RecessionAlert: Strong quantitative indicators for both economic and market analysis.

Brian Gilmartin: All things earnings, for the overall market as well as many individual companies.

Doug Short: Regular updating of an array of indicators. Great charts and analysis.

Georg Vrba: Business cycle indicator and market timing tools. None of Georg’s indicators signal recession. His business cycle index, which we use in the Indicator Snapshot, is no longer “on the peg” at 100, but does not indicate a recession.


Brian Gilmartin provides further color on the S&P earnings yield jump. He reviews the underlying numbers as well as the technical picture.

James Picerno has updated his business cycle report, showing a solidly positive macro trend through February. Here is his economic trend analysis.

And also, James notes a comment from the new Fed Chair, Jerome Powell, questioning the usefulness of yield-curve inversion as an indicator of the economy. That is something to watch.

Insight for Traders

Our discussion of trading ideas has moved to the weekly Stock Exchange post. This week we asked, “How long was your learning curve?” We discussed some stock ideas and updated the ratings lists for Felix and Oscar, this week featuring the NASDAQ 100. Blue Harbinger has taken the lead role on this post, using information both from me and from the models. He is doing a great job, presenting a wealth of new ideas and information each week.

While my intent is to focus on traders, long-term investors may benefit from a better understanding of what the issues are for traders.

Insight for Investors

Investors should have a long-term horizon. They can often exploit trading volatility. I remind investors of this each week, but now is the time to pay attention.

Best of the Week

If I had to pick a single most important source for investors to read this week it would be this stimulating analysis by Mark Fleming-Williams of Stratfor (via GEI). The title emphasizes the big returns from the tax reform legislation, but the scope is much broader. There is analysis of the resulting implications for debt, the possible impact on bonds, the interaction with demographic trends, and a discussion of artificial intelligence.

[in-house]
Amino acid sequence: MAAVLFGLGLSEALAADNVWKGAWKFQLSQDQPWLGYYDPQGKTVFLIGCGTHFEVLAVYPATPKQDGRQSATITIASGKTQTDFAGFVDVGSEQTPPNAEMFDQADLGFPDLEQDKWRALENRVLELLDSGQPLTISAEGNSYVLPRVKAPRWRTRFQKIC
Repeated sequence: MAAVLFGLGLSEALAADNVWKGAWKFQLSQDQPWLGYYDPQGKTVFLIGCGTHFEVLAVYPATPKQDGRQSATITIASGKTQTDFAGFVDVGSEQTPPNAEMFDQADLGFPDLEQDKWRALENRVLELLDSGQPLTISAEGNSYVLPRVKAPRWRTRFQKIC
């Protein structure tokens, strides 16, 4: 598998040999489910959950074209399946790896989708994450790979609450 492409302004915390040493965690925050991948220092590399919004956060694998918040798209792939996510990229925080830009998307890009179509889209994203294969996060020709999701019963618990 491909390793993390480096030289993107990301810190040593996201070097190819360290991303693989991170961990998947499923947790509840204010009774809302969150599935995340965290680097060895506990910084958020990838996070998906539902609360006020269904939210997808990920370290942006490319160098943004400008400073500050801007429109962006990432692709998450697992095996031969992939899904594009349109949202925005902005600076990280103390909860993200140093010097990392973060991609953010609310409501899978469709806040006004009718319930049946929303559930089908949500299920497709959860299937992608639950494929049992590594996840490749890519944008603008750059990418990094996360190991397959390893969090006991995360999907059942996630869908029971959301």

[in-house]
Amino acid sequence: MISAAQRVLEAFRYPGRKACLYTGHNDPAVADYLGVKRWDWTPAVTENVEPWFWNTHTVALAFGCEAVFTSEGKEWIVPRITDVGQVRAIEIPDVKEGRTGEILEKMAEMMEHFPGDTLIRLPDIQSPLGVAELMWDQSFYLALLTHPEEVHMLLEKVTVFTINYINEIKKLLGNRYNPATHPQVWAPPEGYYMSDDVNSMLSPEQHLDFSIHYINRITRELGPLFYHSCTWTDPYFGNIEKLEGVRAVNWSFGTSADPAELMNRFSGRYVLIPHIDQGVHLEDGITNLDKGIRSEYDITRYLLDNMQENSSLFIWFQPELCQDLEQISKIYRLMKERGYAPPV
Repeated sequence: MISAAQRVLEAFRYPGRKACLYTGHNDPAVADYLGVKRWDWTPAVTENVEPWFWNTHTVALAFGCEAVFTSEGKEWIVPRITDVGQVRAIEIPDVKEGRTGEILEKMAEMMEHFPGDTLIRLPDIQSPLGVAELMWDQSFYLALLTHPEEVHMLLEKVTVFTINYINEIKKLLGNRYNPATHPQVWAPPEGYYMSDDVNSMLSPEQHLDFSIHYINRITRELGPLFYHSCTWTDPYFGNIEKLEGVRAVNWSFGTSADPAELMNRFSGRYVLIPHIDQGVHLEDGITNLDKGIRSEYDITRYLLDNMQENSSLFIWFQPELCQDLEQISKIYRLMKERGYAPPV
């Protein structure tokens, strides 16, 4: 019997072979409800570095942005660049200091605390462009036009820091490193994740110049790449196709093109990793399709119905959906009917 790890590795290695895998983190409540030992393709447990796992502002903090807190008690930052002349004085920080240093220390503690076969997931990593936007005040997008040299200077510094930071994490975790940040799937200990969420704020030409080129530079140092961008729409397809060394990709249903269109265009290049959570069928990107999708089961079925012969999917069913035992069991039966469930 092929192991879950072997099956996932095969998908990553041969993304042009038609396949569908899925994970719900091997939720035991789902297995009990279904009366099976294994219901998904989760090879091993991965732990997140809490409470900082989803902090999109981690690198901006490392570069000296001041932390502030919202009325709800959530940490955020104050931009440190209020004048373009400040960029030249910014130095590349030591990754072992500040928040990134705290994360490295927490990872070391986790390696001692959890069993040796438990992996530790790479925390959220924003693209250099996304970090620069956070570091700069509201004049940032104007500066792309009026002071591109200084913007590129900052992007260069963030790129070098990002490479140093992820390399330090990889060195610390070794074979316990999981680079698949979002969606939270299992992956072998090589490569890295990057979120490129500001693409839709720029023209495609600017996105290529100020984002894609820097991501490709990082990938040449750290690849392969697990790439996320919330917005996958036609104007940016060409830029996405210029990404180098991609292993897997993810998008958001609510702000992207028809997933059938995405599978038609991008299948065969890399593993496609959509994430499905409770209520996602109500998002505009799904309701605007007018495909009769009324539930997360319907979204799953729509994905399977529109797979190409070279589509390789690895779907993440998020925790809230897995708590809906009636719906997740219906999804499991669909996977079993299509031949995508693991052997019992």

There are several themes for investors to consider, beginning with what he calls the “cashbergs.” The impact of increasing artificial intelligence is also a great theme.


Stock Ideas

Carnival (CCL) gets the nod from D.M. Martins Research. I agree with the pro-cyclical thesis and I like the support from baby-boomer vacationers.

The energy sector? Hale Stewart takes his usual approach, combining fundamental and technical analysis. He concludes that the stocks will follow the increase in oil prices.

Nike? (NKE). Stone Fox Capital says “no.” D.M. Martins thinks the stock looks “even better” after the earnings report. Reading two good reports on the same stock is a great way to do your homework.

Time for another look at MLP’s? Dividend Sensei discusses some interesting high-yield opportunities contending that the market is wrong.

Dividend ChampionsChallengers, and Contenders have been updated by David Fish. Join me in following him to track all these opportunities.

Personal Finance

Gil Weinreich continues his excellent series. While theoretically aimed at advisers, there are many themes of interest for individual investors, especially this week. I especially enjoyed his warning about why scams seem so foolish (actually a necessary condition to find the right audience) and why some bad investments are even attractive to the “non-gullible.” Gil cites a nice piece from Adam Hoffman going into more detail. Interesting reading, and maybe something that will save you from a bad idea.

Abnormal Returns has a special Wednesday focus for individual investors. There are a variety of ideas, and nearly always something you will find useful. I especially liked Jonathan Clements’ helpful discussion of retirement calculators, including a good one to try.


Blue Harbinger helps you determine the right level of cash to hold based upon your needs. As usual he provides some interesting ideas to help your choice of approach.